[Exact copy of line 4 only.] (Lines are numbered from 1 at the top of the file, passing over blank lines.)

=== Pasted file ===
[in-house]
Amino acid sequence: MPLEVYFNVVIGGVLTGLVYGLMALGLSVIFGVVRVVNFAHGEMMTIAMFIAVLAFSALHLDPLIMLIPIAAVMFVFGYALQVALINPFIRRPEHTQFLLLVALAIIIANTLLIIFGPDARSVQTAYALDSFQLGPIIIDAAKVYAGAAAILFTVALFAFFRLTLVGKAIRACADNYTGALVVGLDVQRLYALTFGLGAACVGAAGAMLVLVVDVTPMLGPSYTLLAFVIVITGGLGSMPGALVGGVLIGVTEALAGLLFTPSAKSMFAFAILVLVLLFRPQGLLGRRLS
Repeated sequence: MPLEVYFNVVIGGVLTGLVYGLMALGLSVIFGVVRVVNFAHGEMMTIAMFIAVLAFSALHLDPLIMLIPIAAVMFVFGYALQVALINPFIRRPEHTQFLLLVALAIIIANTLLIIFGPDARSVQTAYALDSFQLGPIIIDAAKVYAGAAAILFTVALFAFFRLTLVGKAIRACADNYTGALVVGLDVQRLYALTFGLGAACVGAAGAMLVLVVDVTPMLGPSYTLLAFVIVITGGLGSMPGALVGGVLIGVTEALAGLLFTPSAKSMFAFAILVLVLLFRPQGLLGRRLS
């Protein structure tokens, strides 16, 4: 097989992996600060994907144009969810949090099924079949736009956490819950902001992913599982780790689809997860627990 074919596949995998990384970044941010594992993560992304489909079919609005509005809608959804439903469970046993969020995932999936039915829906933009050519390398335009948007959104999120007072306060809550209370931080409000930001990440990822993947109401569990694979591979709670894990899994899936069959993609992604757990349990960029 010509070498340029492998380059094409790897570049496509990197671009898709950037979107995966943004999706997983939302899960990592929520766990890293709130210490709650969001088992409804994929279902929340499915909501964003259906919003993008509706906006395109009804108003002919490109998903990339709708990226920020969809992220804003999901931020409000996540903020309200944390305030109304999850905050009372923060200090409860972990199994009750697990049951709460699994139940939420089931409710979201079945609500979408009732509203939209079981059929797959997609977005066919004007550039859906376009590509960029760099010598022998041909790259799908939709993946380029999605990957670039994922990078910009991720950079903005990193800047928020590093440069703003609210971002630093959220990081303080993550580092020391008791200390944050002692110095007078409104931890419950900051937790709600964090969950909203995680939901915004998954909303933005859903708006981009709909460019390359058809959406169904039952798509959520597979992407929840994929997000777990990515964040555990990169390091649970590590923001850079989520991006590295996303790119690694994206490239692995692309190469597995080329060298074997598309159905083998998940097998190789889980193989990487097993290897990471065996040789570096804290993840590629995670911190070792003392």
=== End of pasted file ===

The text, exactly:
């Protein structure tokens, strides 16, 4: 097989992996600060994907144009969810949090099924079949736009956490819950902001992913599982780790689809997860627990 074919596949995998990384970044941010594992993560992304489909079919609005509005809608959804439903469970046993969020995932999936039915829906933009050519390398335009948007959104999120007072306060809550209370931080409000930001990440990822993947109401569990694979591979709670894990899994899936069959993609992604757990349990960029 010509070498340029492998380059094409790897570049496509990197671009898709950037979107995966943004999706997983939302899960990592929520766990890293709130210490709650969001088992409804994929279902929340499915909501964003259906919003993008509706906006395109009804108003002919490109998903990339709708990226920020969809992220804003999901931020409000996540903020309200944390305030109304999850905050009372923060200090409860972990199994009750697990049951709460699994139940939420089931409710979201079945609500979408009732509203939209079981059929797959997609977005066919004007550039859906376009590509960029760099010598022998041909790259799908939709993946380029999605990957670039994922990078910009991720950079903005990193800047928020590093440069703003609210971002630093959220990081303080993550580092020391008791200390944050002692110095007078409104931890419950900051937790709600964090969950909203995680939901915004998954909303933005859903708006981009709909460019390359058809959406169904039952798509959520597979992407929840994929997000777990990515964040555990990169390091649970590590923001850079989520991006590295996303790119690694994206490239692995692309190469597995080329060298074997598309159905083998998940097998190789889980193989990487097993290897990471065996040789570096804290993840590629995670911190070792003392």